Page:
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Soft Robots Look to New Environments

Communications of the ACM

The Octobot is fabricated by combining soft lithography, molding, and 3D printing. In a laboratory at Yale University, a soft toy horse with prosthetic coverings around its foam-stuffed legs has taken its first tentative steps. Despite its stiff and not entirely coordinated gait, the toy demonstration may point the way toward helping space agencies put lighter, more versatile robots into space. Rebecca Kramer-Bottiglio, assistant professor at the Yale School of Engineering & Applied Science, says she was wrestling with the problem of how to allow robots to handle a wider variety of jobs than current approaches, which often focus on performing a single function well, when the U.S. National Aeronautics and Space Administration (NASA) issued a request for novel robot designs based on lighter, plastic approaches. Rather than attempt to lift many single-task robots into orbit, the space agency wants a single reconfigurable machine to be able to handle different tasks and, occasionally, to act as prosthetics for human astronauts.


AI 'skin' designed to help NASA astronauts explore space will 'learn by itself'

#artificialintelligence

Artificial intelligence scientist Rebecca Kramer-Bottiglio and her team at Yale University have created a robotic skin to wrap around everyday objects and turn them into a functioning robot. Video footage shows the skin being wrapped around a teddy bear in order to help it walk. But it can be used on a number of different objects as well as being directly wearable – and that's why it is so helpful for the space agency. Currenly building, programming and sending robots on missions outside of Earth is very expensive.


Researchers develop versatile robotic fabric – IAM Network

#artificialintelligence

A fabric robot that can stand up, stiffen to support loads, and soften to change shape or return to flat. Researchers at Yale have developed a robotic fabric, a breakthrough that could lead to such innovations as adaptive clothing, self-deploying shelters, or lightweight shape-changing machinery. The lab of Prof. Rebecca Kramer-Bottiglio has created a robotic fabric that includes actuation, sensing, and variable stiffness fibers while retaining all the qualities that make fabric so useful--flexibility, breathability, small storage footprint, and low weight. They demonstrated their robotic fabric going from a flat, ordinary fabric to a standing, load-bearing structure. They also showed a wearable robotic tourniquet and a small airplane with stowable/deployable fabric wings.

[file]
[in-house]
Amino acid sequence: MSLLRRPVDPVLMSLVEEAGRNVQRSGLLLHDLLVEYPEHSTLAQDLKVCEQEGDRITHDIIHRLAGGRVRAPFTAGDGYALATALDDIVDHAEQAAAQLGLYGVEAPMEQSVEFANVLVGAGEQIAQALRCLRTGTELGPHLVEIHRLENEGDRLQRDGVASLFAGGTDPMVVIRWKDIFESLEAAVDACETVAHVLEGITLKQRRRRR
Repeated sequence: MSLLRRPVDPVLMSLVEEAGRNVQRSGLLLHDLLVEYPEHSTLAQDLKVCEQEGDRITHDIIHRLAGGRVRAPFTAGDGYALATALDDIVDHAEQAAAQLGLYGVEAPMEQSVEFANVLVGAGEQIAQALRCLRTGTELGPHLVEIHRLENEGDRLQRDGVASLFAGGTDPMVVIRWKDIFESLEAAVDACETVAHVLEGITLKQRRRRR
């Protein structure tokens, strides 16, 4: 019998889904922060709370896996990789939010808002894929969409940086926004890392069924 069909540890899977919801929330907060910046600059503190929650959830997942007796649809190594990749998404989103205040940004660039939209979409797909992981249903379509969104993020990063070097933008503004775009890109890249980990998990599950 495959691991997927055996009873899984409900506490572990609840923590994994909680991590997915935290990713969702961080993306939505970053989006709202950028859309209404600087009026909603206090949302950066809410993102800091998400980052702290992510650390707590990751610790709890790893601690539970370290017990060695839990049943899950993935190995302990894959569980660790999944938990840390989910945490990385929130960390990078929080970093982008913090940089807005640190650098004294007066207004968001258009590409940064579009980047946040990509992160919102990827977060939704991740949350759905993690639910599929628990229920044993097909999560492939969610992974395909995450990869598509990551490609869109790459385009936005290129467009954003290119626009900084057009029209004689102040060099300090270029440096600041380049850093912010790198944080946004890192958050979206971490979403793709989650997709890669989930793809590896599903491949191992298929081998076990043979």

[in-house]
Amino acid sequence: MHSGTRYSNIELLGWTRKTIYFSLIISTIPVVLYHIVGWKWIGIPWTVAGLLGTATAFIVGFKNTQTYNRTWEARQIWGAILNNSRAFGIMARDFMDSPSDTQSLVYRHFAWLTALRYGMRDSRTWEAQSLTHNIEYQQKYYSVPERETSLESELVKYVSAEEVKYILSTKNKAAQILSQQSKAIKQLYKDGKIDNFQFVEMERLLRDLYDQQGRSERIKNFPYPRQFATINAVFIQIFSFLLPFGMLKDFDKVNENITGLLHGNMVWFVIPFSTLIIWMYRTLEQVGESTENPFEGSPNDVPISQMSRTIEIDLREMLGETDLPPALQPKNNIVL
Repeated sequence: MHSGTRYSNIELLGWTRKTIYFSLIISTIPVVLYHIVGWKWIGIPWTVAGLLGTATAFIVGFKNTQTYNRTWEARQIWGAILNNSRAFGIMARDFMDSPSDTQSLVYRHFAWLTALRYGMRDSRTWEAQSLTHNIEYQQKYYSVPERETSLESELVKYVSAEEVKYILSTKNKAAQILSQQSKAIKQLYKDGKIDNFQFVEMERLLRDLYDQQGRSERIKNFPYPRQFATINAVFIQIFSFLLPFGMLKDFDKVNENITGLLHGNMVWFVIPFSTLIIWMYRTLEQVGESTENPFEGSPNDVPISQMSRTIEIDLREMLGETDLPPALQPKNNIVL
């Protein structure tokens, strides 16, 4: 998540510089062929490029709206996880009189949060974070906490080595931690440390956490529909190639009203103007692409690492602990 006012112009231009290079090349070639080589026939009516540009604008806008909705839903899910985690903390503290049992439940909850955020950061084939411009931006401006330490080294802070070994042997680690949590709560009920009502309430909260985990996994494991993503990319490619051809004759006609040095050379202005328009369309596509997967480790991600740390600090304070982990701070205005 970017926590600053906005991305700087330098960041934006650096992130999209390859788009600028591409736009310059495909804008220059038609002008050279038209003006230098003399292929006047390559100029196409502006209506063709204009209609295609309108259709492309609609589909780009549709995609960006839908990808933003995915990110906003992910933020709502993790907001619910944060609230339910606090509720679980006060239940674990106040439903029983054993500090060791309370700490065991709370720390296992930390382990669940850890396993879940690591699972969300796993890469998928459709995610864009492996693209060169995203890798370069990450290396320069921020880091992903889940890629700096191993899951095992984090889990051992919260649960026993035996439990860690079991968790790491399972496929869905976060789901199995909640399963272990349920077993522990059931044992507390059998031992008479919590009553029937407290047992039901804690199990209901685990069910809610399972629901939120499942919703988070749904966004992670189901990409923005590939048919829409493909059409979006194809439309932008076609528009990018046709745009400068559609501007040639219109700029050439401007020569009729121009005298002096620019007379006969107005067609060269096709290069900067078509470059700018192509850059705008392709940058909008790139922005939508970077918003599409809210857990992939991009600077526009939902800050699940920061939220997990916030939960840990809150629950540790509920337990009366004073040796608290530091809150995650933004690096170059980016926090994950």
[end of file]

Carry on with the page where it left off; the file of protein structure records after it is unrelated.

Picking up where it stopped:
Programmable 'skins' turn any household object into a robot

Engadget

When you think of a robot, a certain image probably comes to mind. Maybe it's on wheels, maybe it's a dog, but it's probably a sizeable electronic machine built specifically for a purpose. But what if you could create a flexible robot that could have countless uses, and it could take any shape you wanted? That's what researchers at Yale University have created: a programmable robot "skin" that can turn any object into a robot. Researchers in Rebecca Kramer-Bottoglio's lab placed sensors and actuators onto elastic sheet.


Robotic fabric stiffens and relaxes in response to changes in temperature

Daily Mail - Science & tech

Scientists have created a robotic fabric that stiffens and relaxes in response to changes in temperature, which could be used in emergency situations. The material, developed at Yale University in the US, is equipped with a system of heat sensors and threads that stiffen to change the fabric's shape. Under heat changes, it can bend and twist to transform itself into adaptable clothing, shape-changing machinery and self-erecting shelters. Video footage shows the material going from a flat, ordinary fabric to a load-bearing structure supporting a weight, a model airplane with flexible wings and a wearable robotic tourniquet that activates in response to damage. 'We believe this technology can be leveraged to create self-deploying tents, robotic parachutes, and assistive clothing,' said Professor Rebecca Kramer-Bottiglio at Yale University.